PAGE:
Process Safety and Human Performance Reliability

02 May

Kestrel Tellevate News

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On August 6, 2012, the release of flammable vapor led to a fire at the Chevron Refinery in Richmond, California. That event generated significant public concern about refinery safety and emergency response in California. It also eventually prompted California’s Department of Industrial Relations (DIR) to develop a draft regulatory proposal for a new Cal/OSHA Process Safety Management (PSM) standard that strengthens regulatory oversight, policy, and enforcement. The PSM for petroleum refineries notice hit the California Register on Friday, July 15, 2016.

But California refineries are not alone. Federal changes are on the way, as well, as OSHA considers revisions to its PSM standard.

Proposed Cal/OSHA Process Safety Management (PSM) Standard Changes

As a recap, the proposed Cal/OSHA PSM changes modify existing PSM language and introduce a number of new management system elements and other requirements. These amendments require California refineries to commit to the following:

  • Use the Hierarchy of Hazard Controls to choose safer, more enduring technologies that address safety concerns and help to eliminate or minimize hazards in refinery processes.
  • Perform damage mechanism reviews to assess physical degradation, such as corrosion and mechanical wear, and to determine recommended corrective actions.
  • Conduct safeguard protection analysis to ensure that safeguards will help prevent initiating events from turning into major catastrophes.
  • Implement corrective actions with clear and enforceable deadlines and consequences for inaction to ensure that safety program improvements are carried out.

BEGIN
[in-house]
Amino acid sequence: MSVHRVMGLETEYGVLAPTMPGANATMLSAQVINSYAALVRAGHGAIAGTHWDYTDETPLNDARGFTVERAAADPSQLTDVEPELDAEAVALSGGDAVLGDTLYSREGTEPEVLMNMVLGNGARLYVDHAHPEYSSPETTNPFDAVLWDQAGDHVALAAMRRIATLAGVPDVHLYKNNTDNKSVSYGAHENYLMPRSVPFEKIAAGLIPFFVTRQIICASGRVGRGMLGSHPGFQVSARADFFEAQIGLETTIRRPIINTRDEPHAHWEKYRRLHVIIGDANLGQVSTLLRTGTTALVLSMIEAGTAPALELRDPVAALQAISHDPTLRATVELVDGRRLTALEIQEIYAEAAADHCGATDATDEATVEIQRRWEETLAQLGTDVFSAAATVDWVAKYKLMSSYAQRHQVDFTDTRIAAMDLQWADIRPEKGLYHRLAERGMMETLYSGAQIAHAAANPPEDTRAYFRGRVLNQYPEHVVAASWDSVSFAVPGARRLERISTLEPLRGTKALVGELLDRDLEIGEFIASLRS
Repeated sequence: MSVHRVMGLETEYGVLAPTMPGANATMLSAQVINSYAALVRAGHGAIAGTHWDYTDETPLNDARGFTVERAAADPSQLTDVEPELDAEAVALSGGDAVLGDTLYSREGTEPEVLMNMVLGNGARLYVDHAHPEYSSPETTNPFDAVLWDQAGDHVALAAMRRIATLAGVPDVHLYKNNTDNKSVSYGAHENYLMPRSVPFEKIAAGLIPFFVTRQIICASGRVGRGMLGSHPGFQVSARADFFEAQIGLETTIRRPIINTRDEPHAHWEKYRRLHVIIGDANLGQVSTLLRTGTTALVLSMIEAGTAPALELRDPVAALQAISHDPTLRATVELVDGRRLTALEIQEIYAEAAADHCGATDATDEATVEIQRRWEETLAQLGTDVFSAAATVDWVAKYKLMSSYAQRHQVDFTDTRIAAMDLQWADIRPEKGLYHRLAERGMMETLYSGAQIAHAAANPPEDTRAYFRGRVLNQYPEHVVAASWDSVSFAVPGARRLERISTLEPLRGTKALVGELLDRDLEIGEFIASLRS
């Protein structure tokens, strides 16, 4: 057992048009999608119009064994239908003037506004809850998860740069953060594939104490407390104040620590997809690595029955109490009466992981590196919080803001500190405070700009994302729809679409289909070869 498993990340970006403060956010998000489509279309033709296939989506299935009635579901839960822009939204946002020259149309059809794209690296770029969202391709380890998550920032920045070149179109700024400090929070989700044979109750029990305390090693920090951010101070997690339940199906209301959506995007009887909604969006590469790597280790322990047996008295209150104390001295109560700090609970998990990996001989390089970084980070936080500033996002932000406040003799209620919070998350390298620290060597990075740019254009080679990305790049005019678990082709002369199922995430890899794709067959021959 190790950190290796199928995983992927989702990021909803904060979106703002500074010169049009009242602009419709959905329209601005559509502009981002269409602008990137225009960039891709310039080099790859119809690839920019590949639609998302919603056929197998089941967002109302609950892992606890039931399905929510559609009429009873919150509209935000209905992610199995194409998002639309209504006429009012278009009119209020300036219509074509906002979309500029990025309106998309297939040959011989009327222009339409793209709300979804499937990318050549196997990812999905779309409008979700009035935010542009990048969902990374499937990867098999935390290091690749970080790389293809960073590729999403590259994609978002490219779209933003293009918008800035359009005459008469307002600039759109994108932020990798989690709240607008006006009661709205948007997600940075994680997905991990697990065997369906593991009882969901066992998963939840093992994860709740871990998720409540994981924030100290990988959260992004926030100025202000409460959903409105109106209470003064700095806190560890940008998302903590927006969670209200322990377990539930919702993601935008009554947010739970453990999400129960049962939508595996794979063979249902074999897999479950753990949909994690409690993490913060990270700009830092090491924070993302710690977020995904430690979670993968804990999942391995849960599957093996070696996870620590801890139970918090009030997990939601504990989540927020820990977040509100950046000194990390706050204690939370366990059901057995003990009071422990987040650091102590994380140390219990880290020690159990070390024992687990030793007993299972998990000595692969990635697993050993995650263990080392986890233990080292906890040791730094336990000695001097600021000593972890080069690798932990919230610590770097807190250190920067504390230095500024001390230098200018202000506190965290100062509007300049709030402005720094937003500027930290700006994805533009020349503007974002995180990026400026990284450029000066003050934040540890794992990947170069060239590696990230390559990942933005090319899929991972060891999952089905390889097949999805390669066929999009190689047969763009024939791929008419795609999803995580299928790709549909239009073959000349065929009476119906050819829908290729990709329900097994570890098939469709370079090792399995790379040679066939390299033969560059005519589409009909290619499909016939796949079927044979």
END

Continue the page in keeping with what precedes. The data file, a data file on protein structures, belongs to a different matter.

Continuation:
• Implement appropriate Management of Change (MOC) activities so safety is factored into changes to operations, maintenance procedures, personnel, etc., all of which can undermine plant safety.
  • Perform periodic safety culture assessments to evaluate management’s and employees’ attitudes, perceptions, and values as they pertain to safety.
  • Account for human factors (e.g., training and competency levels, fatigue, experience, communication, physical challenges), which can greatly influence accidents and incidents in the workplace.
  • Conduct root cause analysis to identify underlying causes of the incident and recommended corrective actions to help prevent recurrence.
  • Engage employees at all levels in all elements of the PSM program, including working to prevent accidents and incidents through the means described above.

The Human Element of PSM

Employee and contractor performance is a significant source of risk within any organization.  The majority of accidents and other unintended events are—at least in part—the result of human error. It is not surprising that Cal/OSHA’s proposed PSM regulations and potential Federal PSM changes recognize the importance of the “human element” in a number of the changes—from performing safety culture assessments to account for human factors, to engaging employees.

Many companies struggle with the following challenges as they work to establish and/or improve elements of their PSM programs:

  • How do we identify factors contributing to incidents?
  • What are appropriate recommendations that will drive improvements?